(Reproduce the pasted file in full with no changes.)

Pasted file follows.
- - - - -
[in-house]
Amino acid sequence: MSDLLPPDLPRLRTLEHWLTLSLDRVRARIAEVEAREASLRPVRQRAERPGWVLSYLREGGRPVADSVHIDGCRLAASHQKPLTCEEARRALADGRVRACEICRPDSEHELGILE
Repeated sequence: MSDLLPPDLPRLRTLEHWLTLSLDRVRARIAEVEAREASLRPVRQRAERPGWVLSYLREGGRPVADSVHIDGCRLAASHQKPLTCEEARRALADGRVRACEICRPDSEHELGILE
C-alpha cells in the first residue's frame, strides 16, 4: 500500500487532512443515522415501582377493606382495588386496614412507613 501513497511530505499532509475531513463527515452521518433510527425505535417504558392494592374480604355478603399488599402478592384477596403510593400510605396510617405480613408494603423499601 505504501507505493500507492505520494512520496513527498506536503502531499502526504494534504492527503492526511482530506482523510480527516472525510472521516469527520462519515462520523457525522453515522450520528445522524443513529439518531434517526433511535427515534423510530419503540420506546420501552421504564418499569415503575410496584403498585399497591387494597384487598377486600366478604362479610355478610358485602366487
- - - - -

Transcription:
[in-house]
Amino acid sequence: MSDLLPPDLPRLRTLEHWLTLSLDRVRARIAEVEAREASLRPVRQRAERPGWVLSYLREGGRPVADSVHIDGCRLAASHQKPLTCEEARRALADGRVRACEICRPDSEHELGILE
Repeated sequence: MSDLLPPDLPRLRTLEHWLTLSLDRVRARIAEVEAREASLRPVRQRAERPGWVLSYLREGGRPVADSVHIDGCRLAASHQKPLTCEEARRALADGRVRACEICRPDSEHELGILE
C-alpha cells in the first residue's frame, strides 16, 4: 500500500487532512443515522415501582377493606382495588386496614412507613 501513497511530505499532509475531513463527515452521518433510527425505535417504558392494592374480604355478603399488599402478592384477596403510593400510605396510617405480613408494603423499601 505504501507505493500507492505520494512520496513527498506536503502531499502526504494534504492527503492526511482530506482523510480527516472525510472521516469527520462519515462520523457525522453515522450520528445522524443513529439518531434517526433511535427515534423510530419503540420506546420501552421504564418499569415503575410496584403498585399497591387494597384487598377486600366478604362479610355478610358485602366487